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GCSE Programming Languages

Discussion in 'Computing and ICT' started by mkl446, Apr 22, 2019.


What is the main programming language you teach for GCSE Computer Science?

  1. Python

  2. Java

  3. C

  4. C#

  5. C++

  6. Visual Basic

  7. Something else (please comment below!)

Results are only viewable after voting.
  1. mkl446

    mkl446 New commenter

    I would like to do a little bit of fact finding. I am curious what is the most commonly taught programming language at GCSE. I have worked in a few different schools now and have been jumping between Python and Java. I have noticed (to me personally) more schools appear to be Python-based, but I would like to find out!

    Please vote in the poll and post any comments/opinions you have about programming languages you have taught or currently teach at GCSE.
  2. 3monkey

    3monkey New commenter

    From September, nothing.

    1) My school is stopping offering GCSE and A Level from this September.
    2) The department is being effectively closed except for a bit of KS3, and we were all given 'At Risk' redundancy notices a couple of weeks back.
    3) I am filling in my 6th application form for a job abroad today :)

    It was hard getting a class through a GCSE Computing and teaching them how to program, when there wasn't enough time to cover all the subjects, when ability ranged from 'practically unable to read and write' to 'better than the teacher will ever be', when the class was so large you couldn't spend more than 2 minutes with a child before others started demanding help or playing up, and when there were always three or four out of the class who would muck about without fail when this subject needs concentration, smaller classes, a willingness to try and fail and many other skills many pupils just don't have. This GCSE is too hard and I'm glad I won't have to teach it anymore - after 3 years in my academy, I've reached the end of the road with teaching these impossible courses in the UK. Lots of topics need to be cut from it, classes should be smaller, it should only be for pupils who are predicted a grade A or B in Maths and only be taught in schools where children can behave.
  3. moscowbore

    moscowbore Lead commenter

    I totally agree with 3monkey. Every word. if only a small percentage of the 80 mil got to the chalk face it could have been so different. Instead the "consultants" got their snouts in the trough and the money evaporated. Stealing money intended for the education of children. How do they sleep at night?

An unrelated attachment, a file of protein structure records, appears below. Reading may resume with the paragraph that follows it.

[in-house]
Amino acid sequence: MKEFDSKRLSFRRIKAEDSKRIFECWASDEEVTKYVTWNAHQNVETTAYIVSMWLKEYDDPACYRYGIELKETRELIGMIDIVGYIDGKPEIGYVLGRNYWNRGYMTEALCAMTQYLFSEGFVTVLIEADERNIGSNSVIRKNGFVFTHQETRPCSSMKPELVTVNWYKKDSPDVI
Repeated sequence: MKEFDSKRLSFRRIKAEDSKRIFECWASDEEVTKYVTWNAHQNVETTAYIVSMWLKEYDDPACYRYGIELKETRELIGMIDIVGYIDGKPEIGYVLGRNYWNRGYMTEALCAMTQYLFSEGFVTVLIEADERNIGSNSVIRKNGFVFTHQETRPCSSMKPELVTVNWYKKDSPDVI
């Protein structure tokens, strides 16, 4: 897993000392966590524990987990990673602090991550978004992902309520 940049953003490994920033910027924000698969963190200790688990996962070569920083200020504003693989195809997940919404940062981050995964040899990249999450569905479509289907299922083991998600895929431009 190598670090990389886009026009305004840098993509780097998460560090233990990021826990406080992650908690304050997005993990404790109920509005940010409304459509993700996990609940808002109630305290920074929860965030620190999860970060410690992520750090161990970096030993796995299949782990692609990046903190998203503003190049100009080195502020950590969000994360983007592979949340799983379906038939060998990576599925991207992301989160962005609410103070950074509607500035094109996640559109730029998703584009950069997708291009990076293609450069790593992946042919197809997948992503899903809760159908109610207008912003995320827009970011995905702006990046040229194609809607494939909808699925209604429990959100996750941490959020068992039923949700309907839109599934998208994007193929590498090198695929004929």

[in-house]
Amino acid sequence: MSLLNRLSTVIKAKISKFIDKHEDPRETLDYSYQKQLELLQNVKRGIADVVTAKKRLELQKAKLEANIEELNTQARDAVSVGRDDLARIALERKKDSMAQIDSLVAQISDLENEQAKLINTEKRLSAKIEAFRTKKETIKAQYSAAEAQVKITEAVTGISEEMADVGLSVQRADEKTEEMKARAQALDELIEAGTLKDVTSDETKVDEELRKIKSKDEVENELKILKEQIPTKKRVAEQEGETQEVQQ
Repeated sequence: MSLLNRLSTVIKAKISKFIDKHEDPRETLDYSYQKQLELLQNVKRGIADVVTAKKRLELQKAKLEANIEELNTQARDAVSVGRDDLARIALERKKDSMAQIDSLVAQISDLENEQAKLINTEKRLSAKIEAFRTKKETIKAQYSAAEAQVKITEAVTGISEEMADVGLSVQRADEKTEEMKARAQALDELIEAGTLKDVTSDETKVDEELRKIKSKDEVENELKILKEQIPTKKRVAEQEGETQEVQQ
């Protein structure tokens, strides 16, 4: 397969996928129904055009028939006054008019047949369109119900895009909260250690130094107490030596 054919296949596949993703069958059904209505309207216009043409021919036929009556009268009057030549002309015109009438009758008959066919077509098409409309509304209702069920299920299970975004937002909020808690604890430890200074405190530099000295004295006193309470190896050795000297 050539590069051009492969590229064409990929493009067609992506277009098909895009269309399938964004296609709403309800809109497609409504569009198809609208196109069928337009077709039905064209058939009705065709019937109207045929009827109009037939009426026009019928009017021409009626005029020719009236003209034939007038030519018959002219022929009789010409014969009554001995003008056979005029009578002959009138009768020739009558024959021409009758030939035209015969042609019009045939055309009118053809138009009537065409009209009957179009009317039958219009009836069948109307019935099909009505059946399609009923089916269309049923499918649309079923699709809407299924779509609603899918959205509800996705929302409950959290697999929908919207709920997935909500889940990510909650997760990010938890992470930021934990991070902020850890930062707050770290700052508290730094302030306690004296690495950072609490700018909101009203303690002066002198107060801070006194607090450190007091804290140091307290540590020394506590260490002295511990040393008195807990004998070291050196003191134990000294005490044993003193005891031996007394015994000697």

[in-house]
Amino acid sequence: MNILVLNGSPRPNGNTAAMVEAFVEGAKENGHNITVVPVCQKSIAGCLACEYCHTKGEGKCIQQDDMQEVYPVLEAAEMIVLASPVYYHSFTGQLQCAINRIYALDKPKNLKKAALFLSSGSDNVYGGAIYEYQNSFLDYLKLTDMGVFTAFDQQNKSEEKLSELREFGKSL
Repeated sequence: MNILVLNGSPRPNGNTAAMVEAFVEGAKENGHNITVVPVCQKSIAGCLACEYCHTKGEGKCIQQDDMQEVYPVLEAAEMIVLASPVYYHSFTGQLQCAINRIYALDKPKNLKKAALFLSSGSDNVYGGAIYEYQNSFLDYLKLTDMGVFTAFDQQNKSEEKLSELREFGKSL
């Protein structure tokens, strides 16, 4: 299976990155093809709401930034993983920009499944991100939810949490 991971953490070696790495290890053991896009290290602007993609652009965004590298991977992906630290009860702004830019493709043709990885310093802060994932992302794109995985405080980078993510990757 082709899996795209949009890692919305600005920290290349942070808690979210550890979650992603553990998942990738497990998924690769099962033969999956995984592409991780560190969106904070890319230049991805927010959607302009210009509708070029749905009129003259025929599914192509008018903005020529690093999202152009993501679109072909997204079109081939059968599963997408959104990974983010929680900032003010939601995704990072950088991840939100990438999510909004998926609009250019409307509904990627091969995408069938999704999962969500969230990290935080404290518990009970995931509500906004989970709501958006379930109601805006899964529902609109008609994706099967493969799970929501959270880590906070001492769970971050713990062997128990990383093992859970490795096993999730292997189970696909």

Schools only opt for python because there is so much free teaching material available. For those who have to teach programming with zero knowledge or understanding of programming this is a godsend.

    python is a terrible language to use to teach programming. No data types and no arrays are reasons enough to not use python.

    My personal preference is to use VB to begin with then C# for OO.
    border_walker likes this.
  4. theworm123

    theworm123 Lead commenter

    Python isn’t a toy language, it has its flaws but real work can be done with it.
  5. theworm123

    theworm123 Lead commenter

    Python isn’t a toy language, it has its flaws but real work can be done with it.
  6. moscowbore

    moscowbore Lead commenter

    Python can be used to do real work. No argument from me.

    However, it should not be used to teach people how to write computer programs. It is too idiosyncratic, too unlike most commercial languages. Lack of arrays and proper data types alone make it unsuitable.
  7. theworm123

    theworm123 Lead commenter

    Fair point, but there aren’t enough ‘good enough’ languages out there Java has ruled for a long time but it is slowly dying out thanks to Oracle’s licensing.

    I’ve not got much experience witnessing C# but maybe a new language like Swift or Rust could be taught, for the more able students maybe C++ if they’re feeling extremely brave.
  8. dalersmith

    dalersmith Occasional commenter

    From a purely programming point of view Python is not a great language for learning certain programming constructs. However, the ease that it can be learned makes it a good language for schools to teach, we have a dichotomy, between ease of use for teaching and teaching all programming fundamentals. I teach Python, why? Simple, it is the language that I was taught at Uni alongside Java, C and C++. As such I teach programming concepts, then I teach a language, I do not teach the language in isolation. I have also taught Java in schools, but only because I had plenty of time in KS3 to do so, most schools are down to an hour a week in KS3 if they are lucky, not much space for learning multiple languages, let alone one.

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